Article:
A team of scientists at Rice University is on the verge of creating a nanomaterial that can challenge the extraordinary features of 2D wondermaterial graphene. Simulating a stretched out 1D boron chain by making use of a computing approach known as density functional theory, the team composed of Vasilii Artyukhov, Mingjie Liu and Boris Yakobson was able to derive a one-dimensional material that seems to exhibit properties which are far from being ordinary.
Technically, 1D boron chains do not exist yet. But, other forms of boron have already been successfully synthesized including carbyne (single-atom thick carbon chains), boron fullerene and borophene (2D boron films). As it happens, the creation of these boron forms were all predicted by the Rice University group. Which makes this latest one — 1D boron chains — quite feasible too.
By pulling at the ends of a simulated 64-atom boron ribbon, the team was able to demonstrate that 1D boron chains can exist on one dimension as a single-atom chain or a two-atom ribbon. When the 1D boron chains are stretched out, they switch from a two-atom ribbon into a single-atom chain. When the tension is released, it switches back to a two-atom ribbon. It is these two phases that make 1D boron special.
As a single-atom chain, 1D boron becomes an antiferromagnetic semiconductor. In simpler terms, it’s a nonmagnetic metallic material that is capable of conducting electricity without any resistance — a superconductor (just like graphene). This will make it great for spintronics, the technology that’s responsible for developing high-performance electronic devices. As a two-atom ribbon, it’s a super-strong metal that cannot be deformed.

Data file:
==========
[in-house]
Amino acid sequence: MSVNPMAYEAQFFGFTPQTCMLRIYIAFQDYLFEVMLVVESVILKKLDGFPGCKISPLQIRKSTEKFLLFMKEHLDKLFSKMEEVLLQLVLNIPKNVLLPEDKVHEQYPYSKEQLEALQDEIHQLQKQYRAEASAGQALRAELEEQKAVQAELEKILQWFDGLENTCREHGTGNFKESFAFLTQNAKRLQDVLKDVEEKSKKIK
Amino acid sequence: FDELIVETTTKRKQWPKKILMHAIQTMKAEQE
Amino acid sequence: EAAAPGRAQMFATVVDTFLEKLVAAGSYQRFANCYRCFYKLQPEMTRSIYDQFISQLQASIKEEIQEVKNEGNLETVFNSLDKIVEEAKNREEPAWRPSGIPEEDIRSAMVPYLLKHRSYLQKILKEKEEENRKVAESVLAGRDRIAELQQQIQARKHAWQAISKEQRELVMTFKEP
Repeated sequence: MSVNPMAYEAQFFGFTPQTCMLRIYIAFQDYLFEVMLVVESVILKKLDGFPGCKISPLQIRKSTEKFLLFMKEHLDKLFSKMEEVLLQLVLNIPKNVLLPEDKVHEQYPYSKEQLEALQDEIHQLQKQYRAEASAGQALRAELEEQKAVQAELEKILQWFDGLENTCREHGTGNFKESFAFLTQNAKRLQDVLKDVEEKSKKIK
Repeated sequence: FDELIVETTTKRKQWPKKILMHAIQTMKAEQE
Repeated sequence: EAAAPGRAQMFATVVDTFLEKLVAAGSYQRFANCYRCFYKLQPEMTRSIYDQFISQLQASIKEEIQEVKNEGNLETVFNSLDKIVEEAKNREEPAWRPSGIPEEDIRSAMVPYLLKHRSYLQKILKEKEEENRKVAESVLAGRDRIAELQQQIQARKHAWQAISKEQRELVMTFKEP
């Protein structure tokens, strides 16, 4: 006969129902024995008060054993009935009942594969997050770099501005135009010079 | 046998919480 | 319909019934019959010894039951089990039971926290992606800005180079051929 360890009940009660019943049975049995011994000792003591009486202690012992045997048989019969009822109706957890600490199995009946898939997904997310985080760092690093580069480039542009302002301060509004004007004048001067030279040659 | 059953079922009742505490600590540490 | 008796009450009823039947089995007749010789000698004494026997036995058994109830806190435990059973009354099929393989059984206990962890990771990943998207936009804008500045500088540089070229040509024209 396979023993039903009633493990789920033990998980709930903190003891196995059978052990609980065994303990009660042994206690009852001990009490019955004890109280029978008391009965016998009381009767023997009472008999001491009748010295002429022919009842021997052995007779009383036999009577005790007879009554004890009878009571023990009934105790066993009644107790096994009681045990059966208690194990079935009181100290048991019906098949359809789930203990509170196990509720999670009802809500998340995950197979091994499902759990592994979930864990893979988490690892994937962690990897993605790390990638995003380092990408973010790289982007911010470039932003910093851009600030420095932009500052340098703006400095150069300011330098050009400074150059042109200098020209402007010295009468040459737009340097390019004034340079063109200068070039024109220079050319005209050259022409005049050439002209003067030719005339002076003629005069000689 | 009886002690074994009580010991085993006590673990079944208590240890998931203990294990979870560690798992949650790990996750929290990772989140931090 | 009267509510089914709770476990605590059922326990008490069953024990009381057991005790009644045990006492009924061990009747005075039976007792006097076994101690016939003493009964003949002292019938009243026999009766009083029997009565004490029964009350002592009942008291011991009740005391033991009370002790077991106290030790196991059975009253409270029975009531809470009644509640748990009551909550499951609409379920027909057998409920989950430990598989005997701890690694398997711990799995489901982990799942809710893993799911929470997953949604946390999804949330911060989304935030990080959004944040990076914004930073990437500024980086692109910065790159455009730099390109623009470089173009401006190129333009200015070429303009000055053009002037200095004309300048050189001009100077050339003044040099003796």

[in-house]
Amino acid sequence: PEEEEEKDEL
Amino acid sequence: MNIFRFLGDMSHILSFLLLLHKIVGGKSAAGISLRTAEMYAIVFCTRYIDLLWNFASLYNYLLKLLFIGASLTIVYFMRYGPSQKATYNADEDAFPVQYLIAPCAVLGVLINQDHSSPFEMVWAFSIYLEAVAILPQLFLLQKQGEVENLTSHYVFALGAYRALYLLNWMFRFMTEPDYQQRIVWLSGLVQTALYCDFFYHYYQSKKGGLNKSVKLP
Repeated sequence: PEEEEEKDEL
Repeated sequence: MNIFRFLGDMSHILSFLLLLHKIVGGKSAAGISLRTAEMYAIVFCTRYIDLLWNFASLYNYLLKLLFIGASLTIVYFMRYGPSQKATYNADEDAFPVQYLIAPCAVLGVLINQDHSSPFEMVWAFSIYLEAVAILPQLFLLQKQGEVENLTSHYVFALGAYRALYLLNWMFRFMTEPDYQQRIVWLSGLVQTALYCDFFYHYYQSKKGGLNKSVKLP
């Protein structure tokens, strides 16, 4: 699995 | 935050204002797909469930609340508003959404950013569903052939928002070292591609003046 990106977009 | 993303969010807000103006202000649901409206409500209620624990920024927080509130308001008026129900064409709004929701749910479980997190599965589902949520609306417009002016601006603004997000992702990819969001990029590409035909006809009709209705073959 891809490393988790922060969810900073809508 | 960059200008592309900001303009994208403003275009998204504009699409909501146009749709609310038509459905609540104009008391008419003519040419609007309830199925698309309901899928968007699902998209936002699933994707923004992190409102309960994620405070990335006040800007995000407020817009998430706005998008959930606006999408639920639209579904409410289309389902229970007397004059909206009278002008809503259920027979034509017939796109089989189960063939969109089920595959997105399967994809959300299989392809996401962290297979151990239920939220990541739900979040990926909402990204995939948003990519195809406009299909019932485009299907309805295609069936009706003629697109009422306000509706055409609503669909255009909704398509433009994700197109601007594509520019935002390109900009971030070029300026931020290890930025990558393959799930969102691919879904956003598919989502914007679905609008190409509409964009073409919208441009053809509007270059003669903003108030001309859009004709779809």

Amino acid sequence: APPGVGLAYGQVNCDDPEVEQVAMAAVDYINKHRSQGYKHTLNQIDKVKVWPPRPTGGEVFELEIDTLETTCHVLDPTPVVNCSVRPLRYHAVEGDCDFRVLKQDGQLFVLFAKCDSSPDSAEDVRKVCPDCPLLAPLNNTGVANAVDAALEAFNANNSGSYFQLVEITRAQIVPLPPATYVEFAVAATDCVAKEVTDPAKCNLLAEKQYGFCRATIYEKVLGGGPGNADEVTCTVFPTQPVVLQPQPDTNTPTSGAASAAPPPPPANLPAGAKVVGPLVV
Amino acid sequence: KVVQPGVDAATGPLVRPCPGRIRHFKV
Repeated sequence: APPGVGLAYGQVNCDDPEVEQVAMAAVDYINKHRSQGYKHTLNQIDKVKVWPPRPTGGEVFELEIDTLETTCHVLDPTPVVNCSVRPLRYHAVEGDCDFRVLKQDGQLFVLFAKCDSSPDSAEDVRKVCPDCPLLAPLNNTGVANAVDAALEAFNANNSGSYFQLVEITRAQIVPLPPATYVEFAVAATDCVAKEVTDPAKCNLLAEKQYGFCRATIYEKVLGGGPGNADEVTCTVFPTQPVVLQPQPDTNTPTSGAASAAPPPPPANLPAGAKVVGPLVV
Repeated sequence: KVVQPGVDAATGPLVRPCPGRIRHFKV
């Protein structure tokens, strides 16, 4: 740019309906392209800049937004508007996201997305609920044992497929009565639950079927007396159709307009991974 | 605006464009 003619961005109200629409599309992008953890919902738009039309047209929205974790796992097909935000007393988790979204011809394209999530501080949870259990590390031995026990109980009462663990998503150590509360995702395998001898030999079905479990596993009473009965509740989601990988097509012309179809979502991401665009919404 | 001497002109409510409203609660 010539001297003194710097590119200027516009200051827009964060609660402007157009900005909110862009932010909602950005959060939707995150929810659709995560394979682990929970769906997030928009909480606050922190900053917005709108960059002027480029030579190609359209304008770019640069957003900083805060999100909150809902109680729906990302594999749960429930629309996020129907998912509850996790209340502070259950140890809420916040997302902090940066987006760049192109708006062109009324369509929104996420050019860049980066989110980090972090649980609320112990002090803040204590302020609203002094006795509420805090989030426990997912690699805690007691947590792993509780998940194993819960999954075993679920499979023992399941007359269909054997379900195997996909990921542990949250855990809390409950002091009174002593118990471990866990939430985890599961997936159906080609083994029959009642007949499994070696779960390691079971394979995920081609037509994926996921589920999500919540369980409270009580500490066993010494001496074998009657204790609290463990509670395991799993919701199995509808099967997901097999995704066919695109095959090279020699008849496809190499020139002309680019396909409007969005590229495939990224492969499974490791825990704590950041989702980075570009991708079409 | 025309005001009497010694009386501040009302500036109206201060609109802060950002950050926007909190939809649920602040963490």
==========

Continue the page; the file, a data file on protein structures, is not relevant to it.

As Yakobson describes it, “That makes it an interesting combination: when you stretch it halfway, you may have a portion of ribbon and a portion of chain. Because one of them is metal and the other is a semiconductor, this becomes a one-dimensional, adjustable ‘Schottky junction’.”
A Schottky junction refers to an electron barrier located at the junction of a semiconductor and a metal. It’s typically used as a ‘diode’ to control current so that it only flows in one direction.
If the reversibility of 1D boron chains is proven, the team says we may be looking at a material that’s ideal for nanoscale devices which are capable of generating electric current from movement. Why? Because by being reversible, 1D boron can continually exert force, create movement, and generate electricity.
Everything about 1D boron is still speculative at this point, and maybe a 1D boron chain may never come to be. But with its potentially amazing features, it’s not unreasonable to think that scientists will exert maximum effort to make sure that the world will get to experience its awesomeness.
The research has been published through the Journal of the American Chemical Society.
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